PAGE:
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When an employee resigns, it creates stress and uncertainty among their co-workers – within their team, their department and possibly even the entire company. How you handle it can have a significant impact on the rest of your organization. As a leader, you set the tone. Have a proactive plan in place, and be ready to begin implementing it immediately.

Take the high road.

If the departing employee is a high performer, news of their resignation will sting. Your initial reaction may be anger, betrayal, frustration, disappointment, or all of the above. Stay Professional, and take the high road.

  • Congratulate and thank the employee. Wish them well in their future endeavors. Regardless of their reason for leaving, it’s up to you to understand that this person has made a decision. Accept it and then move on, without hard feelings.
  • Counter offers are often counterproductive. Whether or not to make a counter offer comes down to how critical a person is to you and how much of a disruption their absence will cause. But, most experts caution against taking this step. Once a person has gone through the process of leaving, it’s hard to trust them again. A better strategy is to retain a relationship with them and possibly re-recruit them in the future.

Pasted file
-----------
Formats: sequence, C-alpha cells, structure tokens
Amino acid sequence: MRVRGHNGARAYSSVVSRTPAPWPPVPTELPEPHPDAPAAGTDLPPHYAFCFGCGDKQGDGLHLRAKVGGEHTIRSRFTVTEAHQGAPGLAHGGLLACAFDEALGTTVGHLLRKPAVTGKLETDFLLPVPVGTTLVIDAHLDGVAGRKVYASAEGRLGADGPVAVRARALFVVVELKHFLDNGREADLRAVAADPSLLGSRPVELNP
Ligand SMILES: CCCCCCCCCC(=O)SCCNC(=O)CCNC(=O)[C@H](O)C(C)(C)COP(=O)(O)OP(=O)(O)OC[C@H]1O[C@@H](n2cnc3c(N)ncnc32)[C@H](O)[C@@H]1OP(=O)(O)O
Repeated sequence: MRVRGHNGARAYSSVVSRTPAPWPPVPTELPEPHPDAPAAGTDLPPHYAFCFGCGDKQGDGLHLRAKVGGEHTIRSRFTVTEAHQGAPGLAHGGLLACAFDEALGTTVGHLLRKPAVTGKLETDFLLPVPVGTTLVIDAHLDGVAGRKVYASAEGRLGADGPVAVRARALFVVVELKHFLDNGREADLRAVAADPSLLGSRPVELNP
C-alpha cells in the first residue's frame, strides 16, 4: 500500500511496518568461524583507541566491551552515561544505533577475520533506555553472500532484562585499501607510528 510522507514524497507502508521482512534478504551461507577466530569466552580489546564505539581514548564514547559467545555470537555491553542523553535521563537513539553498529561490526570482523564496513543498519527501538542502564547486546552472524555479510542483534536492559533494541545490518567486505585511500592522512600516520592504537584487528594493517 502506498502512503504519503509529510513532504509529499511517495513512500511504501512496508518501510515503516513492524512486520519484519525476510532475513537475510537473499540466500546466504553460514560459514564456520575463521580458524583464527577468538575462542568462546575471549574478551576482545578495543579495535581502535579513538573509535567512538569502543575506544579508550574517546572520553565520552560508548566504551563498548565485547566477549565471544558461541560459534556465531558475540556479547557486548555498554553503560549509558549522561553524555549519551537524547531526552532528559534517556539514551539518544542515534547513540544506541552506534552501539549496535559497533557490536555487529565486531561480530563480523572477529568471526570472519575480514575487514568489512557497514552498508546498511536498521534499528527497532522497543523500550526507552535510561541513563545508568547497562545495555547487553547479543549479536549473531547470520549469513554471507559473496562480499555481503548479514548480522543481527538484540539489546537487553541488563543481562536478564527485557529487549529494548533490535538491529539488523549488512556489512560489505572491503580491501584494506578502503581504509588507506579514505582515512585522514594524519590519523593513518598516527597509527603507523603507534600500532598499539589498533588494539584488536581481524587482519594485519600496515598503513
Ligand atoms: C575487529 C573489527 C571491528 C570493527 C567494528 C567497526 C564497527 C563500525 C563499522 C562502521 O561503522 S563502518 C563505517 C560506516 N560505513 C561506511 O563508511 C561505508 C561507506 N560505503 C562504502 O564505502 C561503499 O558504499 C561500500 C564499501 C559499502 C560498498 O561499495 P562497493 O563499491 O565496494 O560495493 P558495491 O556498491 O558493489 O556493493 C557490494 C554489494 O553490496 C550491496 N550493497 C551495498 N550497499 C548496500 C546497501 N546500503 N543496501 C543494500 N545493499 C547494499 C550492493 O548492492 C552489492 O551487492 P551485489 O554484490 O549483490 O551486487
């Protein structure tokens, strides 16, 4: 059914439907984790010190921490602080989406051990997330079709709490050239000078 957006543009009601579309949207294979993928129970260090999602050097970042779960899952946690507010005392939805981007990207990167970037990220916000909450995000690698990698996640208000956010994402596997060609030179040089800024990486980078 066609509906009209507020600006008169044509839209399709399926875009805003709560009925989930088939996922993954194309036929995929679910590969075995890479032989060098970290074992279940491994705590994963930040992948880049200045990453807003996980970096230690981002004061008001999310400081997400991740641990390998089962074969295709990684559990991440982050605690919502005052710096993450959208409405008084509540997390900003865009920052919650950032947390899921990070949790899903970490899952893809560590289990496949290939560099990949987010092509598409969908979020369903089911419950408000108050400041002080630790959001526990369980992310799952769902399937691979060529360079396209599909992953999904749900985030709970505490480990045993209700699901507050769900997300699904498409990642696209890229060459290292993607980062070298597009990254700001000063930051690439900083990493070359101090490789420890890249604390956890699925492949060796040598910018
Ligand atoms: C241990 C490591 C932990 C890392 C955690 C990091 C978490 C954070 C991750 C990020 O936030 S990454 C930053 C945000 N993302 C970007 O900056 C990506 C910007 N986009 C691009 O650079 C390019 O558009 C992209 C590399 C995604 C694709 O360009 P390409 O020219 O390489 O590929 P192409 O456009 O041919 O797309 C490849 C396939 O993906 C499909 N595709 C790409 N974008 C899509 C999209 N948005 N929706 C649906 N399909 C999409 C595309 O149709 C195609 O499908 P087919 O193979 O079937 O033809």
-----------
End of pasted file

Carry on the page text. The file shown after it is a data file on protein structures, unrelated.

• Consider the reasons for the resignation. What might you do differently to increase retention in this role in the future? For example, do you need to reassess your salary structure or benefits package? Should you be more flexible with hours? This is an opportune time to make whatever changes are needed to enhance your employer value proposition as you prepare to rehire.

Have a communication plan.

Have a plan in place to communicate the resignation to the rest of your company.

  • The departing employee’s team should be the first to know. Before the individual leaves your office, agree on who will deliver the news to the team, and when. Decide collaboratively what the message will be. The sooner the team is able to prepare for the pending change, the better. There is nothing worse than hearing via the grapevine that your boss or close co-worker is leaving.
  • Agree on an end date. Assuming that the resignation is on good terms, give the employee the benefit of the doubt that they will fulfill their responsibilities and set the company up for a smooth transition. Mutually agree on an end date that makes the most sense for everyone.

Have a transition plan.

Iron out a transition plan for the employee’s day-to-day tasks during the coming interim period.

  • Ask for written documentation of work in progress, as well as related details, contacts and deadlines. If the employee leads a team, it’s a good idea to get this information for the entire group’s projects. Get input on who can pick up some of the employee’s duties in their absence. This may have the added benefit of positioning another team member for a future promotion.

As you manage your workforce through change and transition – including filling business critical vacancies created by resignations – consider partnering with the recruitment and employee development experts at PrideStaff Modesto. Contact us today to learn more about what we can do to help you succeed.

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